J. v. G. Thoma GmbH completes two new robot layups for DESERT solar panel production in Turkey
J. v. G. Thoma, the Bavarian-based solar power specialists, are pleased to announce the final acceptance of two robot layups for DESERT solar panel production in Turkey that will create 240 MW of solar panels in total. The compact robot layups, which are now ready for packing and transport, load the glass onto the panels automatically, an innovative technological approach that brings economic, technical and operational benefits to the production of DESERT photovoltaic panels.
Turkey enjoys an advantageous position for the generation of solar power when compared to the rest of Europe, with an average insolation of around 7.2 hours per day. The Turkish government plans to generate 3 GW by 2023 and the country’s photovoltaic production is set to grow dramatically over the next few years. The hot summer temperatures often experienced in parts of Turkey would have posed a challenge to traditional solar panels, which are designed for the more moderate climate of northern Europe, but J. v. G. Thoma’s DESERT technology can cope with a range of extreme stresses, such as continuous temperatures of up to 125 °C, sandstorms, strong winds and high levels of humidity.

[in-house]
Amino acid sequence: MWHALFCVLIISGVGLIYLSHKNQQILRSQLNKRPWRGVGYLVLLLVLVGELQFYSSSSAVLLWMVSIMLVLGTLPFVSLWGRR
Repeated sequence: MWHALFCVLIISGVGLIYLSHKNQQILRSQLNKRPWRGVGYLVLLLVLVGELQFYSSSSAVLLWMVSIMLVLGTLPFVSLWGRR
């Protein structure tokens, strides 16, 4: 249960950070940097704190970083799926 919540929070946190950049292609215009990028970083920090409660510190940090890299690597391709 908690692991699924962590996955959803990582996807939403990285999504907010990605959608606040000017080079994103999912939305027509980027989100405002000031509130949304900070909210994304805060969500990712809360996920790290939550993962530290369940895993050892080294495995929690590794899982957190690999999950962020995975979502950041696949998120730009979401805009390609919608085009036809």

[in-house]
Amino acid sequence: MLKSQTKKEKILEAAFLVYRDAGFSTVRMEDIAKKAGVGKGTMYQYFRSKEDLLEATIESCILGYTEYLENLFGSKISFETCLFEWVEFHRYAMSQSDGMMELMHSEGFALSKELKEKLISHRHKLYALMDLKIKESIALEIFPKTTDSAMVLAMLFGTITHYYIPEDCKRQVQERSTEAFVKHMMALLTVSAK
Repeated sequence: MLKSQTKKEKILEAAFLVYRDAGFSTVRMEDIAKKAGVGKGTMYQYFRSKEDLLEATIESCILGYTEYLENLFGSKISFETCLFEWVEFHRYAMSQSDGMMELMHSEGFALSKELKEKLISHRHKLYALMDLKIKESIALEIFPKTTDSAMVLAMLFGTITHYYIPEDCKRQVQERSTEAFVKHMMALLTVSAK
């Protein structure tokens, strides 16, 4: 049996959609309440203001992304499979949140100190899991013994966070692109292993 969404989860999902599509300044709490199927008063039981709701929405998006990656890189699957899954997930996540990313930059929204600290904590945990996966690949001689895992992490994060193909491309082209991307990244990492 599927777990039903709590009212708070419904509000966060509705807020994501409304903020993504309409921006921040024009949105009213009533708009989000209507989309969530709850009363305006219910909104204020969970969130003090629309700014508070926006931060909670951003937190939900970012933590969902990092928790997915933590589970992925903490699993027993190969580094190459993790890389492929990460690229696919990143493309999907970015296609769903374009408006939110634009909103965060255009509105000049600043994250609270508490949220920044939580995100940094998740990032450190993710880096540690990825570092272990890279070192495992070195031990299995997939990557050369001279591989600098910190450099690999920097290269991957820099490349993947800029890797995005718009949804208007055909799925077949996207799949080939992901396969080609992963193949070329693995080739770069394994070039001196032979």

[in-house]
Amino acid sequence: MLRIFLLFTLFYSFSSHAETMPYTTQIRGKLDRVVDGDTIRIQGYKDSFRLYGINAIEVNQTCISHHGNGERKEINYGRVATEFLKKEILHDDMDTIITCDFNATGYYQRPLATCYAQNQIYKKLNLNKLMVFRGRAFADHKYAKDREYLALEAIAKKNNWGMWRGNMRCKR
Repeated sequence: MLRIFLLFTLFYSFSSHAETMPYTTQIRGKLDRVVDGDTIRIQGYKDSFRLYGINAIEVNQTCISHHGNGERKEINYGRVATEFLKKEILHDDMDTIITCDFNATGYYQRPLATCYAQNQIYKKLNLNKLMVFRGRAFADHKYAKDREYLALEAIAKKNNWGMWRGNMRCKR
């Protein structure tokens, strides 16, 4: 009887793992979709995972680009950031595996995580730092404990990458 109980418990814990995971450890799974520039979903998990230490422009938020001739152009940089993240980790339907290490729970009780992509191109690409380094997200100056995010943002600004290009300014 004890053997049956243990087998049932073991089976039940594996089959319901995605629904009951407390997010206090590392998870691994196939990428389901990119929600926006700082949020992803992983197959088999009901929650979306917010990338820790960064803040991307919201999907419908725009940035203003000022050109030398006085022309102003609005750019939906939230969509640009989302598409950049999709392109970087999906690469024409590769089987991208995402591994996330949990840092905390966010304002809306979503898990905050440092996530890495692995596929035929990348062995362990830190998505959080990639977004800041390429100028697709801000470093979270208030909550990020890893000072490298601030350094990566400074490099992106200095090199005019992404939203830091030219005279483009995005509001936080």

The DESERT (HPTP process technology) panels also offer yields of up to 5% more than conventional solar panels. Furthermore, DESERT panels are PID free: PID (potential-induced degradation) is an undesirable effect that is often seen at high temperatures in crystalline photovoltaic modules. It is caused by so-called stray currents and may lead to power losses of up to 80 percent.
After almost two decades of experience in the field, J. v. G. Thoma is now the leading German manufacturer in solar technology and the company has worked with numerous renowned businesses across Europe, Asia and the Americas. With the delivery of the DESERT robot layups, the latest technological developments from J. v. G. Thoma are set to play an important role in the growth of Turkey’s renewable energy programme.